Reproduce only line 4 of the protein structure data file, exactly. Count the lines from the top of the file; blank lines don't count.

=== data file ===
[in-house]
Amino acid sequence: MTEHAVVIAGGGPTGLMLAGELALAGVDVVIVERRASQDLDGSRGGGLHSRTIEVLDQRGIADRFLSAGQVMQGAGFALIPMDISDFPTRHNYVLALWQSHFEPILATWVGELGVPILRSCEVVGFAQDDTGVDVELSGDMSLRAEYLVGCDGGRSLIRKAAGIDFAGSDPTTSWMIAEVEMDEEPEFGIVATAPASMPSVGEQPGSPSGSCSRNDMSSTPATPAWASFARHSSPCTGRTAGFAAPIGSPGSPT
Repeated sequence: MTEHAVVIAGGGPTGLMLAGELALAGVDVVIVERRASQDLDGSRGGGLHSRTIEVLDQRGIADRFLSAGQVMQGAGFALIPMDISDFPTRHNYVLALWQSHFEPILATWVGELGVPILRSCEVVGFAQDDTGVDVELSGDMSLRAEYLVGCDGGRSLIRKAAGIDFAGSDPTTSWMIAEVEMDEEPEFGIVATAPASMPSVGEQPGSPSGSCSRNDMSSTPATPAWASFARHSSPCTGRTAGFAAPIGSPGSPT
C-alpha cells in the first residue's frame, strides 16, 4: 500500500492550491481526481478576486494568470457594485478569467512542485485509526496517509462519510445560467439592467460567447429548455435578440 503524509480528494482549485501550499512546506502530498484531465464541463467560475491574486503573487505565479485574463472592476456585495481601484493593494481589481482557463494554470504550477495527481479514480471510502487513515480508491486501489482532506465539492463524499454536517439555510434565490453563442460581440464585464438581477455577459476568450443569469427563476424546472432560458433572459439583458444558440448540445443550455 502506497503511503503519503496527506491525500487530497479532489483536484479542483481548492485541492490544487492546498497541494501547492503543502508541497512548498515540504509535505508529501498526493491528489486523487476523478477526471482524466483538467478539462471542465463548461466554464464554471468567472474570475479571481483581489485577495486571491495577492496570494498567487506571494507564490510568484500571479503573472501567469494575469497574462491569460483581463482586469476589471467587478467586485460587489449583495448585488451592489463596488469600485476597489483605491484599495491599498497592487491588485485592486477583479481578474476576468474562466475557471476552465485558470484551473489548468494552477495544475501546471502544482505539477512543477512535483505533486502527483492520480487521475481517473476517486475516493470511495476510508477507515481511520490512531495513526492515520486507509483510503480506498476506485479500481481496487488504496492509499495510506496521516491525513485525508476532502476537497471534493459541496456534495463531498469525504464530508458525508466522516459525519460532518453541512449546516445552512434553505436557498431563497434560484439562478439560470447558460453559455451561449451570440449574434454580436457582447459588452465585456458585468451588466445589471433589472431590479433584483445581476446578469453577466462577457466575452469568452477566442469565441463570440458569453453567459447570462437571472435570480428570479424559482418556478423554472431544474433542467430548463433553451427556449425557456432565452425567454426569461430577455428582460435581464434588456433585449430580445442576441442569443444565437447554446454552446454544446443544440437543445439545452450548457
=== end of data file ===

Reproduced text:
C-alpha cells in the first residue's frame, strides 16, 4: 500500500492550491481526481478576486494568470457594485478569467512542485485509526496517509462519510445560467439592467460567447429548455435578440 503524509480528494482549485501550499512546506502530498484531465464541463467560475491574486503573487505565479485574463472592476456585495481601484493593494481589481482557463494554470504550477495527481479514480471510502487513515480508491486501489482532506465539492463524499454536517439555510434565490453563442460581440464585464438581477455577459476568450443569469427563476424546472432560458433572459439583458444558440448540445443550455 502506497503511503503519503496527506491525500487530497479532489483536484479542483481548492485541492490544487492546498497541494501547492503543502508541497512548498515540504509535505508529501498526493491528489486523487476523478477526471482524466483538467478539462471542465463548461466554464464554471468567472474570475479571481483581489485577495486571491495577492496570494498567487506571494507564490510568484500571479503573472501567469494575469497574462491569460483581463482586469476589471467587478467586485460587489449583495448585488451592489463596488469600485476597489483605491484599495491599498497592487491588485485592486477583479481578474476576468474562466475557471476552465485558470484551473489548468494552477495544475501546471502544482505539477512543477512535483505533486502527483492520480487521475481517473476517486475516493470511495476510508477507515481511520490512531495513526492515520486507509483510503480506498476506485479500481481496487488504496492509499495510506496521516491525513485525508476532502476537497471534493459541496456534495463531498469525504464530508458525508466522516459525519460532518453541512449546516445552512434553505436557498431563497434560484439562478439560470447558460453559455451561449451570440449574434454580436457582447459588452465585456458585468451588466445589471433589472431590479433584483445581476446578469453577466462577457466575452469568452477566442469565441463570440458569453453567459447570462437571472435570480428570479424559482418556478423554472431544474433542467430548463433553451427556449425557456432565452425567454426569461430577455428582460435581464434588456433585449430580445442576441442569443444565437447554446454552446454544446443544440437543445439545452450548457